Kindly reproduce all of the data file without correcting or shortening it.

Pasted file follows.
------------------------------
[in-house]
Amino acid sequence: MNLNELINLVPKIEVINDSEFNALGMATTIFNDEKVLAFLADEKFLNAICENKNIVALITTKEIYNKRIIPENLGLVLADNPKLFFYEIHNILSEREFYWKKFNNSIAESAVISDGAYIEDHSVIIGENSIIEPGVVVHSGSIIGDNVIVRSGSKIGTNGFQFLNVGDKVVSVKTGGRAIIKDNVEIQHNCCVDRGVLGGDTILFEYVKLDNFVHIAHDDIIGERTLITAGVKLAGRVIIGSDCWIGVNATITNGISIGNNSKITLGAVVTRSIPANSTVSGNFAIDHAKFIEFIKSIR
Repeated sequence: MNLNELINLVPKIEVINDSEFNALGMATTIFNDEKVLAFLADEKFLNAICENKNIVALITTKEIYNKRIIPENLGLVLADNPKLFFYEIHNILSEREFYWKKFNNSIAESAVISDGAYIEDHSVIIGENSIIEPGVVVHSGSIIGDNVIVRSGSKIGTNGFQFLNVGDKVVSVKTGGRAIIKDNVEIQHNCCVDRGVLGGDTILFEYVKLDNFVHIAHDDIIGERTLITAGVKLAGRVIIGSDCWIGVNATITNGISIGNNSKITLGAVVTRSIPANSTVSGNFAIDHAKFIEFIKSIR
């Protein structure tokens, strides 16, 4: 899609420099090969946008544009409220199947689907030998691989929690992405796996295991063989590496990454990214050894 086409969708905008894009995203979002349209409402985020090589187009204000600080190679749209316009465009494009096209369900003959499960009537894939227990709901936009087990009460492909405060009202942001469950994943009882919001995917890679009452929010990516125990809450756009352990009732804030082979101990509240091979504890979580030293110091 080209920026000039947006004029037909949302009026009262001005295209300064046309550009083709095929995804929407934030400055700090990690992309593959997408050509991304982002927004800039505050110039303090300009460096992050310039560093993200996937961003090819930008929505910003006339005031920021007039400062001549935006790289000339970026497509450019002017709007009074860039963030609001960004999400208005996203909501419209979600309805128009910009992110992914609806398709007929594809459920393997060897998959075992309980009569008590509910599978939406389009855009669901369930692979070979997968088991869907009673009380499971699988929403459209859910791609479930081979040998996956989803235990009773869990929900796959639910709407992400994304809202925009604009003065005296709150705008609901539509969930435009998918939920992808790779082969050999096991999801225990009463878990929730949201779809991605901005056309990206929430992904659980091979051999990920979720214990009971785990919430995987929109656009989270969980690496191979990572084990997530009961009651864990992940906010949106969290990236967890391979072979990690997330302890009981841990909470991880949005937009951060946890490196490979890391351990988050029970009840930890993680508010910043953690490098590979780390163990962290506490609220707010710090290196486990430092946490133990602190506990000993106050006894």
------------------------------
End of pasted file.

[in-house]
Amino acid sequence: MNLNELINLVPKIEVINDSEFNALGMATTIFNDEKVLAFLADEKFLNAICENKNIVALITTKEIYNKRIIPENLGLVLADNPKLFFYEIHNILSEREFYWKKFNNSIAESAVISDGAYIEDHSVIIGENSIIEPGVVVHSGSIIGDNVIVRSGSKIGTNGFQFLNVGDKVVSVKTGGRAIIKDNVEIQHNCCVDRGVLGGDTILFEYVKLDNFVHIAHDDIIGERTLITAGVKLAGRVIIGSDCWIGVNATITNGISIGNNSKITLGAVVTRSIPANSTVSGNFAIDHAKFIEFIKSIR
Repeated sequence: MNLNELINLVPKIEVINDSEFNALGMATTIFNDEKVLAFLADEKFLNAICENKNIVALITTKEIYNKRIIPENLGLVLADNPKLFFYEIHNILSEREFYWKKFNNSIAESAVISDGAYIEDHSVIIGENSIIEPGVVVHSGSIIGDNVIVRSGSKIGTNGFQFLNVGDKVVSVKTGGRAIIKDNVEIQHNCCVDRGVLGGDTILFEYVKLDNFVHIAHDDIIGERTLITAGVKLAGRVIIGSDCWIGVNATITNGISIGNNSKITLGAVVTRSIPANSTVSGNFAIDHAKFIEFIKSIR
């Protein structure tokens, strides 16, 4: 899609420099090969946008544009409220199947689907030998691989929690992405796996295991063989590496990454990214050894 086409969708905008894009995203979002349209409402985020090589187009204000600080190679749209316009465009494009096209369900003959499960009537894939227990709901936009087990009460492909405060009202942001469950994943009882919001995917890679009452929010990516125990809450756009352990009732804030082979101990509240091979504890979580030293110091 080209920026000039947006004029037909949302009026009262001005295209300064046309550009083709095929995804929407934030400055700090990690992309593959997408050509991304982002927004800039505050110039303090300009460096992050310039560093993200996937961003090819930008929505910003006339005031920021007039400062001549935006790289000339970026497509450019002017709007009074860039963030609001960004999400208005996203909501419209979600309805128009910009992110992914609806398709007929594809459920393997060897998959075992309980009569008590509910599978939406389009855009669901369930692979070979997968088991869907009673009380499971699988929403459209859910791609479930081979040998996956989803235990009773869990929900796959639910709407992400994304809202925009604009003065005296709150705008609901539509969930435009998918939920992808790779082969050999096991999801225990009463878990929730949201779809991605901005056309990206929430992904659980091979051999990920979720214990009971785990919430995987929109656009989270969980690496191979990572084990997530009961009651864990992940906010949106969290990236967890391979072979990690997330302890009981841990909470991880949005937009951060946890490196490979890391351990988050029970009840930890993680508010910043953690490098590979780390163990962290506490609220707010710090290196486990430092946490133990602190506990000993106050006894």